When Mucukunda, the celebrated descendant of the Ikṣvāku dynasty, was favored by Lord Kṛṣṇa, he circumambulated the Lord within the cave and then came out. On coming out of the cave, Mucukunda saw that the human species had surprisingly been reduced in stature to pygmy size. Similarly, the trees had also been far reduced in size, and Mucukunda could immediately understand that the current age was Kali-yuga. Therefore, without diverting his attention, he began to travel north. Eventually he reached the mountain known as Gandhamādana, where there were many trees, such as sandalwood and other flowering trees, whose fragrance made anyone who reached them joyful. He decided to remain in that Gandhamādana Mountain region to execute austerities and penances for the rest of his life. It appears that this place is situated in the northernmost part of the Himalayan Mountains, where the abode of Nara-Nārāyaṇa is situated. This place is still existing and is called Badarikāśrama. In Badarikāśrama he engaged himself in the worship of Lord Kṛṣṇa, tolerating all kinds of pains and pleasures and the other dualities of this material world. Lord Kṛṣṇa returned to the vicinity of Mathurā, where He fought with the soldiers of Kālayavana and killed them one after another. After this, He collected all the booty from the dead bodies, and under His direction it was loaded on bullock carts and brought back to Dvārakā.
Meanwhile, Jarāsandha again attacked Mathurā, this time with bigger divisions of soldiers, numbering twenty-three akṣauhiṇīs.
Lord Śrī Kṛṣṇa wanted to save Mathurā from the eighteenth attack of the great military divisions of King Jarāsandha. To prevent further killing of soldiers and to attend to other important business, Lord Kṛṣṇa left the battlefield without fighting. Actually He was not at all afraid, but He pretended to be an ordinary human being frightened by the immense quantity of soldiers and resources of Jarāsandha. Without any weapons Kṛṣṇa left the battlefield. Although His lotus feet were as soft as the petals of a lotus flower, He proceeded for a very long distance on foot.
This time, Jarāsandha thought that Kṛṣṇa and Balarāma were very much afraid of his military strength and were fleeing the battlefield. He followed Them with all his chariots, horses and infantry. He thought Kṛṣṇa and Balarāma to be ordinary human beings, and he was trying to measure the activities of the Lord. Due to this pastime Kṛṣṇa is known as Raṇacora, which means “one who has left the battlefield.” In India, especially in Gujarat, there are many temples of Kṛṣṇa known as temples of Raṇacorajī. Ordinarily, if a king leaves the battlefield without fighting he is called a coward, but when Kṛṣṇa enacts this pastime, leaving the battlefield without fighting, He is worshiped by the devotees. A demon always tries to measure the opulence of Kṛṣṇa, whereas a devotee never tries to measure His strength and opulence but always surrenders unto Him and worships Him. By following in the footsteps of pure devotees, we can know that Kṛṣṇa, the Raṇacoraji, left the battlefield not because He was afraid but because He had some other purpose. The purpose, as it will be revealed, was to attend to a confidential letter sent by Rukmiṇī, His future first wife. Kṛṣṇa’s leaving the battlefield is a display of one of His six opulences. Kṛṣṇa is the supreme powerful, the supreme wealthy, the supreme famous, the supreme wise and the supreme beautiful; similarly, He is the supreme renouncer. Śrīmad-Bhāgavatam clearly states that He left the battlefield in spite of having ample military strength. Even without His militia, He alone would have been sufficient to defeat the army of Jarāsandha, as He had done seventeen times before. Therefore, His leaving the battlefield is an example of His supermost opulence, renunciation.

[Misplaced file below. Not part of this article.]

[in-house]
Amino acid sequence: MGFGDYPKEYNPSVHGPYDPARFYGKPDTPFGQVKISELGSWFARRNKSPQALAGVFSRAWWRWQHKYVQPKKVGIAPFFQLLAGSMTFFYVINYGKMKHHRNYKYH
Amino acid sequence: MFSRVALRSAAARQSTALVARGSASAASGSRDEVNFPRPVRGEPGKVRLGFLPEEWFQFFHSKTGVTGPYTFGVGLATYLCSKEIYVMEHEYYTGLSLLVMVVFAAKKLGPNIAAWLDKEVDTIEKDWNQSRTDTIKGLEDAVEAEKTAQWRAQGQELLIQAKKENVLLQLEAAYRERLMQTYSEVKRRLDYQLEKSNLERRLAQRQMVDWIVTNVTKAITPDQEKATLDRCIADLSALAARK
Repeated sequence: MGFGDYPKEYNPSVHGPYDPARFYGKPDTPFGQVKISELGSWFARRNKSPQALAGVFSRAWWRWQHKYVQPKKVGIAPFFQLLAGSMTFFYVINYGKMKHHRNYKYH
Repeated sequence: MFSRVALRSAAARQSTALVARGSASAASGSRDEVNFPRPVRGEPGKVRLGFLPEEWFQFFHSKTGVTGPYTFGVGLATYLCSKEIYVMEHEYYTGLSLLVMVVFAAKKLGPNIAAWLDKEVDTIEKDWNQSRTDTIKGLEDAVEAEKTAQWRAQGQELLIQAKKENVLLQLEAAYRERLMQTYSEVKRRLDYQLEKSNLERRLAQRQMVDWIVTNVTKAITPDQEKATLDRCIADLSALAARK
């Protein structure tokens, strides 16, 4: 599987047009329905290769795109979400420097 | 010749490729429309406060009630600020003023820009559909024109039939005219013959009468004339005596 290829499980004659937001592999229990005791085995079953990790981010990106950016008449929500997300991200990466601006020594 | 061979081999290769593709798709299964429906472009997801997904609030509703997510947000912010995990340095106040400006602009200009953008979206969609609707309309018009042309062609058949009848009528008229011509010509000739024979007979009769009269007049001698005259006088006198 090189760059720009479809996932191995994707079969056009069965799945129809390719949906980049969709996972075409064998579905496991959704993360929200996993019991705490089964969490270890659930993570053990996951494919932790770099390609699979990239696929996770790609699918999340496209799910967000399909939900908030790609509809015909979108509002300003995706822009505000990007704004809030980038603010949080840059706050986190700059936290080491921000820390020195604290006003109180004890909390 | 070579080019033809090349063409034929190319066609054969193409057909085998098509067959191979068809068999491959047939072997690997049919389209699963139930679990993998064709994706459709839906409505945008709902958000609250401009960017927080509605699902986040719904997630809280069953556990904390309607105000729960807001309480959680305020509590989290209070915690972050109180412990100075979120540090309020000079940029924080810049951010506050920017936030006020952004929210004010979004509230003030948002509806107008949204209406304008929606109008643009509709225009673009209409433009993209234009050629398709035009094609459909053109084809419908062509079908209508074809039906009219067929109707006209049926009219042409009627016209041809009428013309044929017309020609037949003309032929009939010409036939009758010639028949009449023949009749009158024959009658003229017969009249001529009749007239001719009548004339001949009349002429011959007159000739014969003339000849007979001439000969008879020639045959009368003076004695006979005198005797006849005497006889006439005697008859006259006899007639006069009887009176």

After traversing a very long distance, the brothers pretended to become tired. To mitigate Their weariness, They climbed up a mountain many miles above sea level. This mountain was called Pravarṣaṇa due to constant rain, for the peak was always covered with clouds sent by Indra. Jarāsandha took it for granted that the two brothers were afraid of his military power and had hidden Themselves at the top of the mountain. First he tried to find Them, searching for a long time, but when he failed he decided to trap and kill Them by setting fires around the peak. He therefore surrounded the peak with firewood and set it ablaze. As the fire spread more and more, Kṛṣṇa and Balarāma jumped from the top of the mountain down to the ground—a distance of eighty-eight miles. Thus, while the peak was burning up, Kṛṣṇa and Balarāma escaped, unseen by Jarāsandha or his men. Jarāsandha concluded that the two brothers had burned to ashes and that there was no need of further fighting. Thinking himself successful in his efforts, he left the city of Mathurā and returned to his home in the kingdom of Magadha. Gradually Kṛṣṇa and Balarāma reached the city of Dvārakā, which was surrounded by the sea.